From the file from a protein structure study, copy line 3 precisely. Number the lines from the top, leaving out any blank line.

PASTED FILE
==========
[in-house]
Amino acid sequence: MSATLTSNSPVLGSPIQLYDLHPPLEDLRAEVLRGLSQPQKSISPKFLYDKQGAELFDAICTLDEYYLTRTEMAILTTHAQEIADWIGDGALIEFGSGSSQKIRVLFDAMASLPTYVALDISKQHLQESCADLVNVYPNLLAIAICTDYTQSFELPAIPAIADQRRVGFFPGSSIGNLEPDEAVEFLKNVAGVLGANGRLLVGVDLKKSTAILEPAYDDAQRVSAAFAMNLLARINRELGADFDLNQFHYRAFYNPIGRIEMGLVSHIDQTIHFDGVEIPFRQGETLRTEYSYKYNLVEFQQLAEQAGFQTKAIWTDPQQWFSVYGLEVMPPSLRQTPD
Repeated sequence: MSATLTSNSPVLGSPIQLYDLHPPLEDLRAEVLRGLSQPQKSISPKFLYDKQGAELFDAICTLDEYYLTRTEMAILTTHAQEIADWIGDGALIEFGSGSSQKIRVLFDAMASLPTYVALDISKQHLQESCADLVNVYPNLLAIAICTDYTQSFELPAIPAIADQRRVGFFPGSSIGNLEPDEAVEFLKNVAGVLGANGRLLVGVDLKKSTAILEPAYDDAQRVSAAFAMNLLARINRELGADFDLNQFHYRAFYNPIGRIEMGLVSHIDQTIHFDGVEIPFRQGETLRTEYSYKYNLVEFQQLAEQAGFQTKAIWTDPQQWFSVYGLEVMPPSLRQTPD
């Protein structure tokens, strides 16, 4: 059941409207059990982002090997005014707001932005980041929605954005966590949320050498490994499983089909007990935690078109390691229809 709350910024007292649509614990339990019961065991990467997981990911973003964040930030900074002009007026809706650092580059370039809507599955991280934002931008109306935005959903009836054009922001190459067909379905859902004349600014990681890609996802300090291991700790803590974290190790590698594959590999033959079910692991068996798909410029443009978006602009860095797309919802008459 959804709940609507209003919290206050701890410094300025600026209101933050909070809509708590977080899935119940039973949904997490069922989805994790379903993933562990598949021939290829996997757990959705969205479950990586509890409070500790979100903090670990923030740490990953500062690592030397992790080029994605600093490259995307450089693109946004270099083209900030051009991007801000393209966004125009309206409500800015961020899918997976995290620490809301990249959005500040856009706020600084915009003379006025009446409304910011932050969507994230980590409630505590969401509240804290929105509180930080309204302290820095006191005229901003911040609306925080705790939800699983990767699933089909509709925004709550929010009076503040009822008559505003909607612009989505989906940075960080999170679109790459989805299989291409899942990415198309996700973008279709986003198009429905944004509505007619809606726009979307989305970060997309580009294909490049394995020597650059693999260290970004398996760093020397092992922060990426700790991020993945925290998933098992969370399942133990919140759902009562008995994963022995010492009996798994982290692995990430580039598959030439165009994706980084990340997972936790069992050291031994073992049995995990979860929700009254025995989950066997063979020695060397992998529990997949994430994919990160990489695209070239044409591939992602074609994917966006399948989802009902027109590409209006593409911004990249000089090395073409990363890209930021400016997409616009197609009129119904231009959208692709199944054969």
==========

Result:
Repeated sequence: MSATLTSNSPVLGSPIQLYDLHPPLEDLRAEVLRGLSQPQKSISPKFLYDKQGAELFDAICTLDEYYLTRTEMAILTTHAQEIADWIGDGALIEFGSGSSQKIRVLFDAMASLPTYVALDISKQHLQESCADLVNVYPNLLAIAICTDYTQSFELPAIPAIADQRRVGFFPGSSIGNLEPDEAVEFLKNVAGVLGANGRLLVGVDLKKSTAILEPAYDDAQRVSAAFAMNLLARINRELGADFDLNQFHYRAFYNPIGRIEMGLVSHIDQTIHFDGVEIPFRQGETLRTEYSYKYNLVEFQQLAEQAGFQTKAIWTDPQQWFSVYGLEVMPPSLRQTPD